19. sue cope

    sue cope Type 2 · Active Member

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  20. sue cope

    sue cope Type 2 · Active Member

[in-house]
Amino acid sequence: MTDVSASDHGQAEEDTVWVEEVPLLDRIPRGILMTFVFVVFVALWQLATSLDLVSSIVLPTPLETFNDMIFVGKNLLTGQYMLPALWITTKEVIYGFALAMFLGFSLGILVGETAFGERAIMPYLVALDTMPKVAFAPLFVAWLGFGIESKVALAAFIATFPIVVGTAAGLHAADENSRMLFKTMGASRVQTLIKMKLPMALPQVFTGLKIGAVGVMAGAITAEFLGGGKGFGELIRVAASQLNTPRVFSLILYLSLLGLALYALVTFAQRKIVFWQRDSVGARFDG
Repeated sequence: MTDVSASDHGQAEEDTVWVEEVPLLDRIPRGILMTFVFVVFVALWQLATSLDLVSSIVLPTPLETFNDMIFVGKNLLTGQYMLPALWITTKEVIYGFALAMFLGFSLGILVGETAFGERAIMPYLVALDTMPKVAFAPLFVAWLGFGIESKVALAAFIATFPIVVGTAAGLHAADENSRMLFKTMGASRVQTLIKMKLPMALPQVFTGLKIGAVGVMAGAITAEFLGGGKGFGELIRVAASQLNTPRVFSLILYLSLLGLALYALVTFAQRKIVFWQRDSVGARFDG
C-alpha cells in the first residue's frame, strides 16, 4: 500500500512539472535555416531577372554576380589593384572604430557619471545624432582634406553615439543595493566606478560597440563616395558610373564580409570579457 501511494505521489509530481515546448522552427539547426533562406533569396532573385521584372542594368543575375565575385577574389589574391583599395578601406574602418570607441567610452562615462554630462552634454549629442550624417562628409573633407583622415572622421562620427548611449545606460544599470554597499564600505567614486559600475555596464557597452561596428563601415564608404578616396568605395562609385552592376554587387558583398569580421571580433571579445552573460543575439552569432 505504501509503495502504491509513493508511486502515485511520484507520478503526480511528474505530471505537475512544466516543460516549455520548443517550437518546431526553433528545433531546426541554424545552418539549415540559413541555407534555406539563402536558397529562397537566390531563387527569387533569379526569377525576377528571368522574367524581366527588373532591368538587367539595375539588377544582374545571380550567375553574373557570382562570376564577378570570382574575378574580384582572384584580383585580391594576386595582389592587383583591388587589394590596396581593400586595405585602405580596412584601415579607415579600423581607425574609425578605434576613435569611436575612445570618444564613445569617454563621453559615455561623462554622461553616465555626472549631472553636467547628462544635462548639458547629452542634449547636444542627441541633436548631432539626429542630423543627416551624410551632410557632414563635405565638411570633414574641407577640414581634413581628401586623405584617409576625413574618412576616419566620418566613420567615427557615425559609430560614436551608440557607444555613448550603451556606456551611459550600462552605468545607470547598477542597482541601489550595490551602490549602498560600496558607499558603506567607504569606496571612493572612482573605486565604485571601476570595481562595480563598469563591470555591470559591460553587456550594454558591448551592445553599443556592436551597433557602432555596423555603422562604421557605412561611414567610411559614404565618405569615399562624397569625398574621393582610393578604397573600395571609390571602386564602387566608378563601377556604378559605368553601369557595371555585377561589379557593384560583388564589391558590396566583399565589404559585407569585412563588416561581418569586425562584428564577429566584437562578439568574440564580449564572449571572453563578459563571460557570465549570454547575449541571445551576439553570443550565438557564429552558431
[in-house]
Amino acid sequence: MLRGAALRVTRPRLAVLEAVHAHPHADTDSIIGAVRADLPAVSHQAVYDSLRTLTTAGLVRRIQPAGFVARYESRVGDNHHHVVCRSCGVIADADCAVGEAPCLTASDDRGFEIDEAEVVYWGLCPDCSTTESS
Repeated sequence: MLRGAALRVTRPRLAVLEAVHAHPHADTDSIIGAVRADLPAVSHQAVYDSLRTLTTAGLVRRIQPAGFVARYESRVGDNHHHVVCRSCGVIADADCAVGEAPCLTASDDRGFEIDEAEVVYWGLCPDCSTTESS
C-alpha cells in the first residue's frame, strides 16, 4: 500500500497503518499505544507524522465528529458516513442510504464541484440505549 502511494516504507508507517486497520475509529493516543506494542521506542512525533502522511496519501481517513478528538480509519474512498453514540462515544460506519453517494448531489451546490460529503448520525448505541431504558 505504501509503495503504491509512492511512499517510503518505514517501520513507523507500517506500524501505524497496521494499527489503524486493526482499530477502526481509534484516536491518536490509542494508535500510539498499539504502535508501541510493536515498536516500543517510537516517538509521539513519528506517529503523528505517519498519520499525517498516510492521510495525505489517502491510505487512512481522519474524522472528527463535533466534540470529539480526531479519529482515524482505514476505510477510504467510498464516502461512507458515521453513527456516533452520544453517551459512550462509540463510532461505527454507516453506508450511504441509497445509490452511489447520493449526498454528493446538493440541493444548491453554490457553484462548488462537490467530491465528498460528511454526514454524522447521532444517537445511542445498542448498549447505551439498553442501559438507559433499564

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    I travel by plane (not Easyjet ) , regularly on holidays abroad, for 2 or 3 weeks at a time ,and always take twice the amount of medication I need, including large amounts of Insulin and needles. In fact my husband and I take a complete holiday's worth each in case of it becoming lost or stolen or needing to be hospitalised etc. You must always carry all medication, especially Insulin, in hand luggage. I do carry a not from a Diabetes nurse but that is about 10 years old, and have only had to produce it once. I also always take a copy of my prescription. Tablets shouldn't need to be declared, but liquid, like Insulin, does, so put in a clear plastic bag to show if required. The amount I have to take doesn't fit into the size of clear plastic bag airlines allow, but that has never been a problem. Just tell the book in desk and the staff at the Xray machines that you (or like me, both my husband and I) are carrying Insulin and needles. (My husband isn't carrying medication for himself, just a duplicate lot for me as explained above.)